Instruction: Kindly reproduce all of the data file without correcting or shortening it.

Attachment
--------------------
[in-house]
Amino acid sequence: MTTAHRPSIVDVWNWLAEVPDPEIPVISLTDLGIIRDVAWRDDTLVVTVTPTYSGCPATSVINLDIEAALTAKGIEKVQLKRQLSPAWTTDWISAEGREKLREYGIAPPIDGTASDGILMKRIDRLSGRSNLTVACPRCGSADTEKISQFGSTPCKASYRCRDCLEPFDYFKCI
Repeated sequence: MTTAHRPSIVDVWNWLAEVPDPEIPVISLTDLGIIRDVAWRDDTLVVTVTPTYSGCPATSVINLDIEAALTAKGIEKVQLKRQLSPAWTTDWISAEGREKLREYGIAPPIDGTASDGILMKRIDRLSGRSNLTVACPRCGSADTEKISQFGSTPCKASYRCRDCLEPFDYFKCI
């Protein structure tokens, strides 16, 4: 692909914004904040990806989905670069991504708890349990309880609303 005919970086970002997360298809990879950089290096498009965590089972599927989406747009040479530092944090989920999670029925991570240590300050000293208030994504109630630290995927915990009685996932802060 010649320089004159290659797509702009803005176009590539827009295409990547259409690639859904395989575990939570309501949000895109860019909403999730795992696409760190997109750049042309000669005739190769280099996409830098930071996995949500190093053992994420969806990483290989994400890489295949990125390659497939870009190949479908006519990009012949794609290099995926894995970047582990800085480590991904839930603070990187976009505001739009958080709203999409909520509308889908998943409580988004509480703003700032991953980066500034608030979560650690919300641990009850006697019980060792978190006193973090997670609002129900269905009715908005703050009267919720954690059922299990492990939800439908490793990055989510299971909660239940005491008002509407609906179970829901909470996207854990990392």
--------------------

[in-house]
Amino acid sequence: MTTAHRPSIVDVWNWLAEVPDPEIPVISLTDLGIIRDVAWRDDTLVVTVTPTYSGCPATSVINLDIEAALTAKGIEKVQLKRQLSPAWTTDWISAEGREKLREYGIAPPIDGTASDGILMKRIDRLSGRSNLTVACPRCGSADTEKISQFGSTPCKASYRCRDCLEPFDYFKCI
Repeated sequence: MTTAHRPSIVDVWNWLAEVPDPEIPVISLTDLGIIRDVAWRDDTLVVTVTPTYSGCPATSVINLDIEAALTAKGIEKVQLKRQLSPAWTTDWISAEGREKLREYGIAPPIDGTASDGILMKRIDRLSGRSNLTVACPRCGSADTEKISQFGSTPCKASYRCRDCLEPFDYFKCI
């Protein structure tokens, strides 16, 4: 692909914004904040990806989905670069991504708890349990309880609303 005919970086970002997360298809990879950089290096498009965590089972599927989406747009040479530092944090989920999670029925991570240590300050000293208030994504109630630290995927915990009685996932802060 010649320089004159290659797509702009803005176009590539827009295409990547259409690639859904395989575990939570309501949000895109860019909403999730795992696409760190997109750049042309000669005739190769280099996409830098930071996995949500190093053992994420969806990483290989994400890489295949990125390659497939870009190949479908006519990009012949794609290099995926894995970047582990800085480590991904839930603070990187976009505001739009958080709203999409909520509308889908998943409580988004509480703003700032991953980066500034608030979560650690919300641990009850006697019980060792978190006193973090997670609002129900269905009715908005703050009267919720954690059922299990492990939800439908490793990055989510299971909660239940005491008002509407609906179970829901909470996207854990990392």